Shakespeare’s Macbeth is everywhere in Scottish theatre at the moment, with Rachel O’Riordan’s new production on its way from Perth Theatre to the Tron, and David Greig’s great sequel Dunsinane about to return to Edinburgh.
Macbheatha - Citizens’ Theatre, Glasgow
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It would be difficult, though, to find a more vivid and tightly focused version that this powerful new one-hour adaptation for two actors, translated into a sinewy and richly atmospheric Gaelic by Ian McDonald.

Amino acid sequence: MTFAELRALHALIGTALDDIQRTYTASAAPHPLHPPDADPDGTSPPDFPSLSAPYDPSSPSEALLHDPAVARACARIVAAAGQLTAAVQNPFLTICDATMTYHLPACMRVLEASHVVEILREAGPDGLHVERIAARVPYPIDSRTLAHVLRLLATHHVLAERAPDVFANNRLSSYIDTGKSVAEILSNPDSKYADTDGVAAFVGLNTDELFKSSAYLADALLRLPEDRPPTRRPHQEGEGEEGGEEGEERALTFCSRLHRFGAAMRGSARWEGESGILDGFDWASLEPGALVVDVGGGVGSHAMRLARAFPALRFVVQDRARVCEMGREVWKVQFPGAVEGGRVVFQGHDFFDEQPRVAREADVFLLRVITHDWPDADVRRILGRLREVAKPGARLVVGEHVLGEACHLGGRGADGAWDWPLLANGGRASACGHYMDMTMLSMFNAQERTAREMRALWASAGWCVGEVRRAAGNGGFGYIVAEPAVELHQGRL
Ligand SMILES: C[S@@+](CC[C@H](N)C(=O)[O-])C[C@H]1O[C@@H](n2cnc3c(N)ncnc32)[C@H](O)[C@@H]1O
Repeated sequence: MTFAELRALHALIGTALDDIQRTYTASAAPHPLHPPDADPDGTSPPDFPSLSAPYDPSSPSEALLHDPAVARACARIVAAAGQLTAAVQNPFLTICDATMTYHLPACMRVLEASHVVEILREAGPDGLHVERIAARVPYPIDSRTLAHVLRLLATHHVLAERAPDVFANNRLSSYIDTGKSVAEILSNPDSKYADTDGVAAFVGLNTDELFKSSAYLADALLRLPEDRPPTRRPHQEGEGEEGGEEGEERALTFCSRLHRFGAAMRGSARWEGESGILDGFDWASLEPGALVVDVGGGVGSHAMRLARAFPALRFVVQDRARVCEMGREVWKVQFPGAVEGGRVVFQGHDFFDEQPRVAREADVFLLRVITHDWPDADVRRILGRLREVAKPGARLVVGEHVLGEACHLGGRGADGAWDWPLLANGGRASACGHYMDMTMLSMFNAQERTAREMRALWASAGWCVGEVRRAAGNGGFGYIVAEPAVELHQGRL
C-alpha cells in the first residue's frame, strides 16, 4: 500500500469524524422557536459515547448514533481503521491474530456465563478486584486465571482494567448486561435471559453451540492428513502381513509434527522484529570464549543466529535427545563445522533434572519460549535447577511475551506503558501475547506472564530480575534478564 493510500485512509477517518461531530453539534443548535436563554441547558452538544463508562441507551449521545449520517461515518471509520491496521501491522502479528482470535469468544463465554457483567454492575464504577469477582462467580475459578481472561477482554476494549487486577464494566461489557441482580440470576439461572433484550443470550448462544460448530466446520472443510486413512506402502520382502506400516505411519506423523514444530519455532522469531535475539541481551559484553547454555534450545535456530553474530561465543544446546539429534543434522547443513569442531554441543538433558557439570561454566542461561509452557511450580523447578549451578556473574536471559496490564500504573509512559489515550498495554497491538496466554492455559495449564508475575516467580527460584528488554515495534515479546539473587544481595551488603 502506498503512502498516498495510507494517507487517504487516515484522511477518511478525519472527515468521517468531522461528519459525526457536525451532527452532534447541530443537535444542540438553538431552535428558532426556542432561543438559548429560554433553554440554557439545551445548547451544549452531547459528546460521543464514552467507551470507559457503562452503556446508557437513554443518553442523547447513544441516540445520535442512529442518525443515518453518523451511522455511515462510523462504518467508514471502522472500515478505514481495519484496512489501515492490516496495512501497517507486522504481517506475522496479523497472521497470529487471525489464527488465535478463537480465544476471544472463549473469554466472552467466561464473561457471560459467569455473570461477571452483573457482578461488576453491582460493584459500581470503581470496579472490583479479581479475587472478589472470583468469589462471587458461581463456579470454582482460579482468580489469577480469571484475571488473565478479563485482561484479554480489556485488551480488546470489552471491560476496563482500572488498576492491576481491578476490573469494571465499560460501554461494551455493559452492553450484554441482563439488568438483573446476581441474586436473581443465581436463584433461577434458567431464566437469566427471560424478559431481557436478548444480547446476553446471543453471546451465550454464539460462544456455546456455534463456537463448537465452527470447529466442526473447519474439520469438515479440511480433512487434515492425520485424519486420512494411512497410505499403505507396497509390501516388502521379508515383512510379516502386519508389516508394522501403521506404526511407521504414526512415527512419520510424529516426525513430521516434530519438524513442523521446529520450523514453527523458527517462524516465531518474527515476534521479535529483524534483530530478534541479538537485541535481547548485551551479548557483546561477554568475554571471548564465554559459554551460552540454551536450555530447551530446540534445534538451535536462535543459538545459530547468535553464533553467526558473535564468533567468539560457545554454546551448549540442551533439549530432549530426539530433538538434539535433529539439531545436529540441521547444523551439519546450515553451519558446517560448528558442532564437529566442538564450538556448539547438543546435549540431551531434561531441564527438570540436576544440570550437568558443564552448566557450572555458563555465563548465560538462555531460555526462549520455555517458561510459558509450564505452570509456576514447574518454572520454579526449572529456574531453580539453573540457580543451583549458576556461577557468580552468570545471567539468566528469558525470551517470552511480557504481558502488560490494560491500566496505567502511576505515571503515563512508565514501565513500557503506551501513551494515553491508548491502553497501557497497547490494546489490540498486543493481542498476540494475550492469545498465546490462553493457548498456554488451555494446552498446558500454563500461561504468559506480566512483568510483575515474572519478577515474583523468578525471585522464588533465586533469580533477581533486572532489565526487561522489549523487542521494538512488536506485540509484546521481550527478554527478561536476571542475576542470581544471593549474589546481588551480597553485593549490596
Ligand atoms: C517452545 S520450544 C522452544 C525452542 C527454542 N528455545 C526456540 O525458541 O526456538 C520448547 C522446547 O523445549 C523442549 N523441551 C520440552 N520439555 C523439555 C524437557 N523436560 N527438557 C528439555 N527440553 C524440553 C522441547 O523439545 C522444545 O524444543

With the help of a battery of TV screens that deliver news of battles and atrocities as well as supernatural visitations, and of the mobile phones carried by Daibhid Walker as Macbheatha and Catriona Lexy Campbell as his Lady, MacDonald’s version makes an extraordinary job of delivering all the key moments of the play in a two-person format that throws a fierce emphasis on to the blighted and deteriorating relationship between Macbheatha and his wife. Both Walker and Campbell turn in superb, passionate and driven performances, young, sexually charged and blazing with ambition. And if Liz Carruthers’s otherwise excellent production comes to a slightly abrupt end, without the final bulletin we need to tell us of Prince Chaluim’s ascent to the throne, it still offers a fierce insight into the relationship at the centre of one of the world’s greatest plays; as well as a reminder that like any other language charged with history and poetry, Gaelic brings its own energy to this great text, along with a profound and thrilling sense of connection to the mediaeval Scotland in which this most famous of stories is set.